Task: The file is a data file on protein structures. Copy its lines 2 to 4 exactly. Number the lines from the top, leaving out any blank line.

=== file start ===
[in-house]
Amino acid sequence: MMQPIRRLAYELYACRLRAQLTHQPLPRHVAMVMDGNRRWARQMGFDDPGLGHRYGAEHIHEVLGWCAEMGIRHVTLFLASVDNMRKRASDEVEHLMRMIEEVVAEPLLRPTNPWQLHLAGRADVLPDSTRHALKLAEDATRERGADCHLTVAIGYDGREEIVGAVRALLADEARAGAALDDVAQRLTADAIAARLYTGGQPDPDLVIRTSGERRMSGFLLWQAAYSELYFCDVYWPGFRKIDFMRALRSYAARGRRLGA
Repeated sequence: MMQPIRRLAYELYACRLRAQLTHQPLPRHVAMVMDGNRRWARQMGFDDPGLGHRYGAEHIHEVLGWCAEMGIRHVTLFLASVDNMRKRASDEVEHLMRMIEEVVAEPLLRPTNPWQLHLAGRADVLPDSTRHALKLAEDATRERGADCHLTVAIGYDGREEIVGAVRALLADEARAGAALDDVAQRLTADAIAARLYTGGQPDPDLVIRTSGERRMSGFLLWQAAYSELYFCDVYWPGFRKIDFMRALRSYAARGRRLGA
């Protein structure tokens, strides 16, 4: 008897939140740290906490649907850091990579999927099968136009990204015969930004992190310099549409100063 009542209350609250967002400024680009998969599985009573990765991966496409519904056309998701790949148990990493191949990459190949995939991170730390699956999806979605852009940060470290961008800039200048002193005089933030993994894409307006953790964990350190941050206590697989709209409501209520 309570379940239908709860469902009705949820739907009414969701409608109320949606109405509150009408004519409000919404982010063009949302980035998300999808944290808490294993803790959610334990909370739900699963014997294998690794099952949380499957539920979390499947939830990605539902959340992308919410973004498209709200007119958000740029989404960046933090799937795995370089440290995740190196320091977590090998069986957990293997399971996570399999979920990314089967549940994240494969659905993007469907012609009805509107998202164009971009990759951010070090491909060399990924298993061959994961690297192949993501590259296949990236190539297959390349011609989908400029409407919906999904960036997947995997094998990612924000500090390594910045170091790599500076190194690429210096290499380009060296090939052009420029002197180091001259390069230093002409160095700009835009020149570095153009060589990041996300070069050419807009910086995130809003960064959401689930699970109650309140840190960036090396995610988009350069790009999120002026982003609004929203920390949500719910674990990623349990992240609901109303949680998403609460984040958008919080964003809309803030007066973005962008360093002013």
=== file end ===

Amino acid sequence: MMQPIRRLAYELYACRLRAQLTHQPLPRHVAMVMDGNRRWARQMGFDDPGLGHRYGAEHIHEVLGWCAEMGIRHVTLFLASVDNMRKRASDEVEHLMRMIEEVVAEPLLRPTNPWQLHLAGRADVLPDSTRHALKLAEDATRERGADCHLTVAIGYDGREEIVGAVRALLADEARAGAALDDVAQRLTADAIAARLYTGGQPDPDLVIRTSGERRMSGFLLWQAAYSELYFCDVYWPGFRKIDFMRALRSYAARGRRLGA
Repeated sequence: MMQPIRRLAYELYACRLRAQLTHQPLPRHVAMVMDGNRRWARQMGFDDPGLGHRYGAEHIHEVLGWCAEMGIRHVTLFLASVDNMRKRASDEVEHLMRMIEEVVAEPLLRPTNPWQLHLAGRADVLPDSTRHALKLAEDATRERGADCHLTVAIGYDGREEIVGAVRALLADEARAGAALDDVAQRLTADAIAARLYTGGQPDPDLVIRTSGERRMSGFLLWQAAYSELYFCDVYWPGFRKIDFMRALRSYAARGRRLGA
């Protein structure tokens, strides 16, 4: 008897939140740290906490649907850091990579999927099968136009990204015969930004992190310099549409100063 009542209350609250967002400024680009998969599985009573990765991966496409519904056309998701790949148990990493191949990459190949995939991170730390699956999806979605852009940060470290961008800039200048002193005089933030993994894409307006953790964990350190941050206590697989709209409501209520 309570379940239908709860469902009705949820739907009414969701409608109320949606109405509150009408004519409000919404982010063009949302980035998300999808944290808490294993803790959610334990909370739900699963014997294998690794099952949380499957539920979390499947939830990605539902959340992308919410973004498209709200007119958000740029989404960046933090799937795995370089440290995740190196320091977590090998069986957990293997399971996570399999979920990314089967549940994240494969659905993007469907012609009805509107998202164009971009990759951010070090491909060399990924298993061959994961690297192949993501590259296949990236190539297959390349011609989908400029409407919906999904960036997947995997094998990612924000500090390594910045170091790599500076190194690429210096290499380009060296090939052009420029002197180091001259390069230093002409160095700009835009020149570095153009060589990041996300070069050419807009910086995130809003960064959401689930699970109650309140840190960036090396995610988009350069790009999120002026982003609004929203920390949500719910674990990623349990992240609901109303949680998403609460984040958008919080964003809309803030007066973005962008360093002013």